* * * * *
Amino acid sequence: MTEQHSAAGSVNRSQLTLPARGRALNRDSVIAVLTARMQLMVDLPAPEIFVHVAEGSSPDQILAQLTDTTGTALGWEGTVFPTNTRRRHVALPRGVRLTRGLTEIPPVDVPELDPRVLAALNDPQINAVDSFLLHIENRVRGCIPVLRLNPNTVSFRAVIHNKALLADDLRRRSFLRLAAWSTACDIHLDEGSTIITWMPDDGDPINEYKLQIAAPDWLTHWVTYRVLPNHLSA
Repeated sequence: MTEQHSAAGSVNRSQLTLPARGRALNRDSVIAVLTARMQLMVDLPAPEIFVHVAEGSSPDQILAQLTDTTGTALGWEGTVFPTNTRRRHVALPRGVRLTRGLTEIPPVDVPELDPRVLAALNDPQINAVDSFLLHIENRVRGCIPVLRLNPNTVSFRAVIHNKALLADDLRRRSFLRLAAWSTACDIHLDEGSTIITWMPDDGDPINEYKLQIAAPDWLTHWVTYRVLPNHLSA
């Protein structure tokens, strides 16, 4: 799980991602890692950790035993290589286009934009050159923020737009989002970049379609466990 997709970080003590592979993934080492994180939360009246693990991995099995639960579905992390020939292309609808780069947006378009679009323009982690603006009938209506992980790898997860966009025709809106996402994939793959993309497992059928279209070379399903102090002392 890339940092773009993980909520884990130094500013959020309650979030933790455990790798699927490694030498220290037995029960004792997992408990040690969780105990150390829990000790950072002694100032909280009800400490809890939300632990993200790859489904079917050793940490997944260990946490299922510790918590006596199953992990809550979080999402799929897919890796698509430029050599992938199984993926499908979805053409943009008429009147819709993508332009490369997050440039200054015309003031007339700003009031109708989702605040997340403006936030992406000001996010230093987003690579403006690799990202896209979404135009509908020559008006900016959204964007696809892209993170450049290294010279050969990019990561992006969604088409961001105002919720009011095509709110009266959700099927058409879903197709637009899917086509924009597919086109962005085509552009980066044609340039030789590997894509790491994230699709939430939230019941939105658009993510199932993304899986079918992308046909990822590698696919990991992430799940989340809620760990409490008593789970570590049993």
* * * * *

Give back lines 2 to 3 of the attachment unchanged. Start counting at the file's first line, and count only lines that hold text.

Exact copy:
Repeated sequence: MTEQHSAAGSVNRSQLTLPARGRALNRDSVIAVLTARMQLMVDLPAPEIFVHVAEGSSPDQILAQLTDTTGTALGWEGTVFPTNTRRRHVALPRGVRLTRGLTEIPPVDVPELDPRVLAALNDPQINAVDSFLLHIENRVRGCIPVLRLNPNTVSFRAVIHNKALLADDLRRRSFLRLAAWSTACDIHLDEGSTIITWMPDDGDPINEYKLQIAAPDWLTHWVTYRVLPNHLSA
């Protein structure tokens, strides 16, 4: 799980991602890692950790035993290589286009934009050159923020737009989002970049379609466990 997709970080003590592979993934080492994180939360009246693990991995099995639960579905992390020939292309609808780069947006378009679009323009982690603006009938209506992980790898997860966009025709809106996402994939793959993309497992059928279209070379399903102090002392 890339940092773009993980909520884990130094500013959020309650979030933790455990790798699927490694030498220290037995029960004792997992408990040690969780105990150390829990000790950072002694100032909280009800400490809890939300632990993200790859489904079917050793940490997944260990946490299922510790918590006596199953992990809550979080999402799929897919890796698509430029050599992938199984993926499908979805053409943009008429009147819709993508332009490369997050440039200054015309003031007339700003009031109708989702605040997340403006936030992406000001996010230093987003690579403006690799990202896209979404135009509908020559008006900016959204964007696809892209993170450049290294010279050969990019990561992006969604088409961001105002919720009011095509709110009266959700099927058409879903197709637009899917086509924009597919086109962005085509552009980066044609340039030789590997894509790491994230699709939430939230019941939105658009993510199932993304899986079918992308046909990822590698696919990991992430799940989340809620760990409490008593789970570590049993």